8 thoughts on “Old Computers Or Dead Mules”
I’m impressed! I think it is practically impossible to keep up with the changes anymore…I’m sooooo tired of updating.
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I got behind when terabytes and such came along.
I can very much relate..Getting caught in the X-fire of fast moving tech …i have a garage full of stuff like that!frum the 80’s up. one day i’m going to go out an find that apple 2 pc i got buried sumwhere…incredible the changes huh…i also have 10,000 dollar units when new that well are ? werth ? what now? not much sad to say!.oh well, such as life huh! keep on keepin on 🙂 Q
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Keep on keep keep is about all I’ve got left. Life is still good even when many limits are placed on it, one day at a time. When I was able, I went to the surplus sales at the colleges and counties around here, some days I would come home with a pickup load for a few dollars. I must have been out of my mind! It was fun messing with them getting them back in running condition, often time a few minor fixes. About the only thing of value, I got a few dollars out of memory from some of the newer ones. Some of those memory SIMMs DIMMs got very expensive. Maybe it’s a good thing I got rid of all that stuff, the EPA will make it almost impossible to get rid of it in the future, if they get their way. That would add insult to injury, have to pay big bucks to get rid of free computers.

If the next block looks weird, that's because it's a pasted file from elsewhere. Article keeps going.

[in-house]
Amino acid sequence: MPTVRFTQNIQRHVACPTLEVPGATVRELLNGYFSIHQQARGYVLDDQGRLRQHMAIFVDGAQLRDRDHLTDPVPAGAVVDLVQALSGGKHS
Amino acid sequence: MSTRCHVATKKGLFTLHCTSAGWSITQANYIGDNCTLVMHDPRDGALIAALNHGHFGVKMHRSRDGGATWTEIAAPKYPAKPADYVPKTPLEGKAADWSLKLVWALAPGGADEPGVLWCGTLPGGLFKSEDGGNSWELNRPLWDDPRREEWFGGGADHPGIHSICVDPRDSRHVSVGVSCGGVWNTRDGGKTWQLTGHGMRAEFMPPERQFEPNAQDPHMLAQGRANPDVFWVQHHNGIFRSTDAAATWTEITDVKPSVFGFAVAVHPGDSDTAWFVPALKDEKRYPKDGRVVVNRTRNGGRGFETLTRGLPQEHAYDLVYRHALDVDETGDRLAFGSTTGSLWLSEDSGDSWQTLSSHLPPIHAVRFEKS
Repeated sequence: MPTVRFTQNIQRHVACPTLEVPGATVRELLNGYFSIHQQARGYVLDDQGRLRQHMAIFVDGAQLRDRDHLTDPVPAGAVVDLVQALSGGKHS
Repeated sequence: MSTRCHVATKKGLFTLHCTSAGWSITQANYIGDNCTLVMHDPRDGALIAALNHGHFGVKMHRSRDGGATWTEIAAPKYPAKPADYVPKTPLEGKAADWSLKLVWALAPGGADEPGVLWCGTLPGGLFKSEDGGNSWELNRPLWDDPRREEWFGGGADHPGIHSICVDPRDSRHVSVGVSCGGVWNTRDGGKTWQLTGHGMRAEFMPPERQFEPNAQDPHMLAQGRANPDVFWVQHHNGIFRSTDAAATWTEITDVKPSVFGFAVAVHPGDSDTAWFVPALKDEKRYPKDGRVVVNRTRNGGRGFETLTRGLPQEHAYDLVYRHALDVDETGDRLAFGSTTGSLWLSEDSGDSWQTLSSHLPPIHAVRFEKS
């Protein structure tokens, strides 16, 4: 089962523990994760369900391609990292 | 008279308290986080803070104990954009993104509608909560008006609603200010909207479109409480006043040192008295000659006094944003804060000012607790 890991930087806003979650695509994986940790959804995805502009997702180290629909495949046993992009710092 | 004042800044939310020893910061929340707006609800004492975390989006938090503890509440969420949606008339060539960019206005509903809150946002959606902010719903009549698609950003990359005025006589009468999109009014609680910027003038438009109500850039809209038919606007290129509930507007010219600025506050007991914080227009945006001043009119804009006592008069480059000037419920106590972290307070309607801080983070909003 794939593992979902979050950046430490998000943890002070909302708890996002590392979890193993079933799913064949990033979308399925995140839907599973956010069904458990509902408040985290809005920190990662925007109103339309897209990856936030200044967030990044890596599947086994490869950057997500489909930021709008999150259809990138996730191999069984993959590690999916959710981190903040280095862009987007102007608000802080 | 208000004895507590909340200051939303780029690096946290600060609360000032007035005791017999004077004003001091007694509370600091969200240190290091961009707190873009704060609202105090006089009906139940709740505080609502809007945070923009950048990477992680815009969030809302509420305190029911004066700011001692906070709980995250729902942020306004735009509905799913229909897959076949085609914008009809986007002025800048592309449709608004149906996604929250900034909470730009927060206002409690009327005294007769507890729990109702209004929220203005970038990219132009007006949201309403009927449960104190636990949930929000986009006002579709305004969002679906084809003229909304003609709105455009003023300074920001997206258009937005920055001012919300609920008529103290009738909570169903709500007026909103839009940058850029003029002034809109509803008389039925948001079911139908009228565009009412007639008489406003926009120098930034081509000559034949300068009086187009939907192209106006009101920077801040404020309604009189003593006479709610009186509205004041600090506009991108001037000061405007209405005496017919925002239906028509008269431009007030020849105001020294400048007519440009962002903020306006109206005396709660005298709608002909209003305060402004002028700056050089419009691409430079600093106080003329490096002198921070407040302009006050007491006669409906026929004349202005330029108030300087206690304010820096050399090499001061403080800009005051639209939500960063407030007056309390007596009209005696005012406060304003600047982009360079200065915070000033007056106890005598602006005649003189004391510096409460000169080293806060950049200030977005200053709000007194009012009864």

You stays safe flying over those treetops, later.
I know how you must have felt. I just emptied my storage and having the toughest time parting from my sewing materials; it feels like a divorce trauma.
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I can’t hardly throw the garbage out.
I love the idea of your museum to dead tech. Our little Island used to have a Wireless Museum, filled with you guessed it old radio’s. There’s also a guy who collects the old red Royal Mail Postboxes. He keeps them in a small paddock and every year holds Post-Fest, A weekend long music festival alongside his collection. My wife has just informed that there is a Pencil Museum on the mainland too. That may be worth a visit.
We aIt seems like we all have to collect something. I got into computers, as a challenge of fixing and getting them up and running it got a hold on me, it was a fun trip for several years, a very good learning experience.
We lived on our own little acreage in the country for 42 years and I had several outside buildings. I had junk warehouses. I became a junk collector in a sense. I would go to auction sales, buy others people’s things for pennies on the dollar. When we had our sale after 40 years I watched all of my collection disappear the same way, for pennies, and it wasn’t very funny at the time.